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HomeIndustry SectorFilmRoundabout Entertainment Completes 4K Restoration of Zeffirelli's Romeo & Juliet

Roundabout Entertainment Completes 4K Restoration of Zeffirelli’s Romeo & Juliet

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LR-Romeo&Juliet1Roundabout Entertainment recently collaborated with Paramount Pictures and Park Circus on a luminous, 4K restoration of Franco Zeffirelli‘s 1968 classic Romeo and Juliet. The restored film is currently enjoying a new theatrical run as part of Shakespeare Lives, a worldwide program of special events commemorating the 400th anniversary of the Bard’s death. The project was made possible through funding from the British Council and the British Film Institute.

Zeffirelli’s stunning and audacious film earned Academy Award nominations for Best Picture and Best Director, and won Oscars for Cinematography and Costume Design. It drew critical praise for its sensitive portrayal of Shakespeare’s themes of love and senseless violence, and for Zeffirelli’s daring choice of casting teenage actors (Leonard Whiting and Olivia Hussey) in the title roles. It remains among the best film adaptations of Shakespeare.

For the new restoration, Roundabout Entertainment acted under the direction of Paramount Pictures’ Archive Preservation group.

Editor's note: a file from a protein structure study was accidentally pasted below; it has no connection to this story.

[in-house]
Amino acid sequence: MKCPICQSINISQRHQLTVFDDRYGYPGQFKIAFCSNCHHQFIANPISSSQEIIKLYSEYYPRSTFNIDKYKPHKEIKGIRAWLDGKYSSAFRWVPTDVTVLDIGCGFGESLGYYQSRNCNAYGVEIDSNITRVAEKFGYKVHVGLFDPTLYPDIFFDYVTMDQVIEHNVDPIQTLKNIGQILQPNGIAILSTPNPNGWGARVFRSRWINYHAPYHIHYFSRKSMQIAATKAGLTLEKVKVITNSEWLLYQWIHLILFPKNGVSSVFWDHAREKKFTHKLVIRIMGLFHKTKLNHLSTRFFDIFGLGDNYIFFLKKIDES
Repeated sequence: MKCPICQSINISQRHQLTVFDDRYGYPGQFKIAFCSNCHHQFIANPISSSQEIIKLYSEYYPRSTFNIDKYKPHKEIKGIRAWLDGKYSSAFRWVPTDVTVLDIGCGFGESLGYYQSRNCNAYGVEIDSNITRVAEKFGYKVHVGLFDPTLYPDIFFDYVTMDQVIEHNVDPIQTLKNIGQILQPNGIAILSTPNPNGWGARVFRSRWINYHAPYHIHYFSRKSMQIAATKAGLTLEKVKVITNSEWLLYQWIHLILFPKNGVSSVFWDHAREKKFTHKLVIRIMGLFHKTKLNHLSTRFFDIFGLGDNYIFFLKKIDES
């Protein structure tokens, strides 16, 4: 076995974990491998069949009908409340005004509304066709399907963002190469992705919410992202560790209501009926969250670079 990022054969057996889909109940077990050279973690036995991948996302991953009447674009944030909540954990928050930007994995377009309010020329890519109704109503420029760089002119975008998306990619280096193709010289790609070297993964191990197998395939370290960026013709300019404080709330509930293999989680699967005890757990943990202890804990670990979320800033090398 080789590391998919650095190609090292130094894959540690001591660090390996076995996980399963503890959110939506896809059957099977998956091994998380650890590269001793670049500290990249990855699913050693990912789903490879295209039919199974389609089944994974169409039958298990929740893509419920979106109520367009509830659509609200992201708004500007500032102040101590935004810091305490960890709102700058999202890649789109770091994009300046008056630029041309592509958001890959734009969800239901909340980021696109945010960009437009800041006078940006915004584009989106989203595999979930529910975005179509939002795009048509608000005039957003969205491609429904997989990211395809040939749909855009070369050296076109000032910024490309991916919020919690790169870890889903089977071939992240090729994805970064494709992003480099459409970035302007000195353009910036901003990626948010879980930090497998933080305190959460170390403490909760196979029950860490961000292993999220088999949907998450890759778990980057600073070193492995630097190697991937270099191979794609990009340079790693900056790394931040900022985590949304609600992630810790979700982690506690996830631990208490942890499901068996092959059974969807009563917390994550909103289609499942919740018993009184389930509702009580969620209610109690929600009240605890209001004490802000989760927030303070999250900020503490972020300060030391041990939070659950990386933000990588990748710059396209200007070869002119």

Working from new 4K scans of the original 35mm film negative, Roundabout restoration specialists addressed the dirt, scratches and the damaged areas of the original negative as well as several “duped” sections. “Typically, the most popular movies were also the ones whose negatives were used to make additional film prints,” said Roundabout Entertainment executive director of mastering and restoration Ron Smith. “Over time, the negatives inevitably sustain emulsion damage, stains, tears and persistent scratches. Those damaged sections were often replaced with second or third generation film materials.” Getting those inserts to conform to the body of the film requires special attention, as even small differences in color, texture and sharpness are apparent in 4K, Smith added.

LR-Romeo&Juliet2The opening and closing credits of Romeo and Juliet also needed special treatment. “The title sequences were made as CRIs (color reversal inter-negatives) and had not aged as well as the rest of the film,” Smith explained. “Paramount found the original textless main and end title elements, and the high-contrast film titles. The backgrounds were cleaned and color corrected and, together with the titles, re-composited in 4K.”

Once restoration was complete, the entire film was color graded in 4K by senior colorist Michael Smollin in one of Roundabout’s DI theaters. Smollin’s color reference was a previous restoration produced with video technology. “That was a challenge because, in going to 4K, we were working with a lot more resolution and color information,” he explained. “It took a lot of hours to get it right and arrive at a look that reflected Franco Zeffirelli’s original intent.”

In the final step in the process, Smollin and his team prepared a 4K DCP for the theatrical release. The newly-restored Romeo and Juliet made its world premiere May 20th at BFI Southbank in London.

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